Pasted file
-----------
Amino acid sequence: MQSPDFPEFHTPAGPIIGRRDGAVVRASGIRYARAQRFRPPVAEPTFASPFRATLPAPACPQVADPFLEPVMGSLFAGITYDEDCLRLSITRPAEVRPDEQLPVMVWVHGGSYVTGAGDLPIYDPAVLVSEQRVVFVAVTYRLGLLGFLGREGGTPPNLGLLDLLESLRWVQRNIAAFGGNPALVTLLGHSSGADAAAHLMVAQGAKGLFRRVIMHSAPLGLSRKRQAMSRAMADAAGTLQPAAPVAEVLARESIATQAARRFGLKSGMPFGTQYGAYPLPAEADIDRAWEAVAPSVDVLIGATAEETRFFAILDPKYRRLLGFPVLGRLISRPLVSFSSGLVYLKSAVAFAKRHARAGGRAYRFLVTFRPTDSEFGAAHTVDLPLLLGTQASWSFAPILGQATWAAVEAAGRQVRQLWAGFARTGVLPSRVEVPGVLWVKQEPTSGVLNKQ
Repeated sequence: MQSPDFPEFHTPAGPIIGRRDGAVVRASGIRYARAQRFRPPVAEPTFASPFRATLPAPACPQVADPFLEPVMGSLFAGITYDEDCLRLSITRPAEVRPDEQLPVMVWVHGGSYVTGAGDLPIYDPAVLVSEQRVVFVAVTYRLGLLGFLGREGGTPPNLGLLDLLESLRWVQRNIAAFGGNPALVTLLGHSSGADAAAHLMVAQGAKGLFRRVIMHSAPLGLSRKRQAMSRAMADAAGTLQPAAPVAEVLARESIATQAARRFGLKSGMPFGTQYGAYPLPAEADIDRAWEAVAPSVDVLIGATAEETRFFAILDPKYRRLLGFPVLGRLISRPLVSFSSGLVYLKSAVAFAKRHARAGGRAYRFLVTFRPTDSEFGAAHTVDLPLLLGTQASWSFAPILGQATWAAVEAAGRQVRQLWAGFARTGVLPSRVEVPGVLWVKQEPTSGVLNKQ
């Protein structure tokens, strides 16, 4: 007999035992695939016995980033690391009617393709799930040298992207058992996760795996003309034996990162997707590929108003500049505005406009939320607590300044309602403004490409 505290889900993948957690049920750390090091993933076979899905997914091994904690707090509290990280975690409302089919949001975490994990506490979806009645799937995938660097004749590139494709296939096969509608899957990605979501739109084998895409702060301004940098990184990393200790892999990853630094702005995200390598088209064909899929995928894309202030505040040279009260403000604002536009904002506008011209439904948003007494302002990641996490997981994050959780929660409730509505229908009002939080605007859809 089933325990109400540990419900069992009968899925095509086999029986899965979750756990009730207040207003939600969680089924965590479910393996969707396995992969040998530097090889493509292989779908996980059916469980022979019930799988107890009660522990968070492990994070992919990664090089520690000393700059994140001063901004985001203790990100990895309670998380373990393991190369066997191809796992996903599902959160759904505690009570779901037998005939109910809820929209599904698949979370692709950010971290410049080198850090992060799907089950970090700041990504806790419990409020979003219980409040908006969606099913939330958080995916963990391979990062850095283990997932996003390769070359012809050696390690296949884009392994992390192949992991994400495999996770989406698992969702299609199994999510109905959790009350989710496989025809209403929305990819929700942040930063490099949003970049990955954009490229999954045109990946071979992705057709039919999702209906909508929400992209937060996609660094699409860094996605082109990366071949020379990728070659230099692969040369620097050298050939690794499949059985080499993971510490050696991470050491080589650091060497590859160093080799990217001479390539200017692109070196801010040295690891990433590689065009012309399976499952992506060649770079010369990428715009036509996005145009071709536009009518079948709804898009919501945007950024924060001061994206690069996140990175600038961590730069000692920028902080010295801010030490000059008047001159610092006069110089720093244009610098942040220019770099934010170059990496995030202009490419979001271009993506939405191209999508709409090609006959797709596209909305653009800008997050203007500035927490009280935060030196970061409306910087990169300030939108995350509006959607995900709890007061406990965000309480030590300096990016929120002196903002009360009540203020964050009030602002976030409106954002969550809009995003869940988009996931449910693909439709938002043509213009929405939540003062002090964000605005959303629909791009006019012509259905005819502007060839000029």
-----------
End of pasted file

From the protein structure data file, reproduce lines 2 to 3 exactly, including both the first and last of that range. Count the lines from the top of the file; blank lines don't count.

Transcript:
Repeated sequence: MQSPDFPEFHTPAGPIIGRRDGAVVRASGIRYARAQRFRPPVAEPTFASPFRATLPAPACPQVADPFLEPVMGSLFAGITYDEDCLRLSITRPAEVRPDEQLPVMVWVHGGSYVTGAGDLPIYDPAVLVSEQRVVFVAVTYRLGLLGFLGREGGTPPNLGLLDLLESLRWVQRNIAAFGGNPALVTLLGHSSGADAAAHLMVAQGAKGLFRRVIMHSAPLGLSRKRQAMSRAMADAAGTLQPAAPVAEVLARESIATQAARRFGLKSGMPFGTQYGAYPLPAEADIDRAWEAVAPSVDVLIGATAEETRFFAILDPKYRRLLGFPVLGRLISRPLVSFSSGLVYLKSAVAFAKRHARAGGRAYRFLVTFRPTDSEFGAAHTVDLPLLLGTQASWSFAPILGQATWAAVEAAGRQVRQLWAGFARTGVLPSRVEVPGVLWVKQEPTSGVLNKQ
């Protein structure tokens, strides 16, 4: 007999035992695939016995980033690391009617393709799930040298992207058992996760795996003309034996990162997707590929108003500049505005406009939320607590300044309602403004490409 505290889900993948957690049920750390090091993933076979899905997914091994904690707090509290990280975690409302089919949001975490994990506490979806009645799937995938660097004749590139494709296939096969509608899957990605979501739109084998895409702060301004940098990184990393200790892999990853630094702005995200390598088209064909899929995928894309202030505040040279009260403000604002536009904002506008011209439904948003007494302002990641996490997981994050959780929660409730509505229908009002939080605007859809 089933325990109400540990419900069992009968899925095509086999029986899965979750756990009730207040207003939600969680089924965590479910393996969707396995992969040998530097090889493509292989779908996980059916469980022979019930799988107890009660522990968070492990994070992919990664090089520690000393700059994140001063901004985001203790990100990895309670998380373990393991190369066997191809796992996903599902959160759904505690009570779901037998005939109910809820929209599904698949979370692709950010971290410049080198850090992060799907089950970090700041990504806790419990409020979003219980409040908006969606099913939330958080995916963990391979990062850095283990997932996003390769070359012809050696390690296949884009392994992390192949992991994400495999996770989406698992969702299609199994999510109905959790009350989710496989025809209403929305990819929700942040930063490099949003970049990955954009490229999954045109990946071979992705057709039919999702209906909508929400992209937060996609660094699409860094996605082109990366071949020379990728070659230099692969040369620097050298050939690794499949059985080499993971510490050696991470050491080589650091060497590859160093080799990217001479390539200017692109070196801010040295690891990433590689065009012309399976499952992506060649770079010369990428715009036509996005145009071709536009009518079948709804898009919501945007950024924060001061994206690069996140990175600038961590730069000692920028902080010295801010030490000059008047001159610092006069110089720093244009610098942040220019770099934010170059990496995030202009490419979001271009993506939405191209999508709409090609006959797709596209909305653009800008997050203007500035927490009280935060030196970061409306910087990169300030939108995350509006959607995900709890007061406990965000309480030590300096990016929120002196903002009360009540203020964050009030602002976030409106954002969550809009995003869940988009996931449910693909439709938002043509213009929405939540003062002090964000605005959303629909791009006019012509259905005819502007060839000029």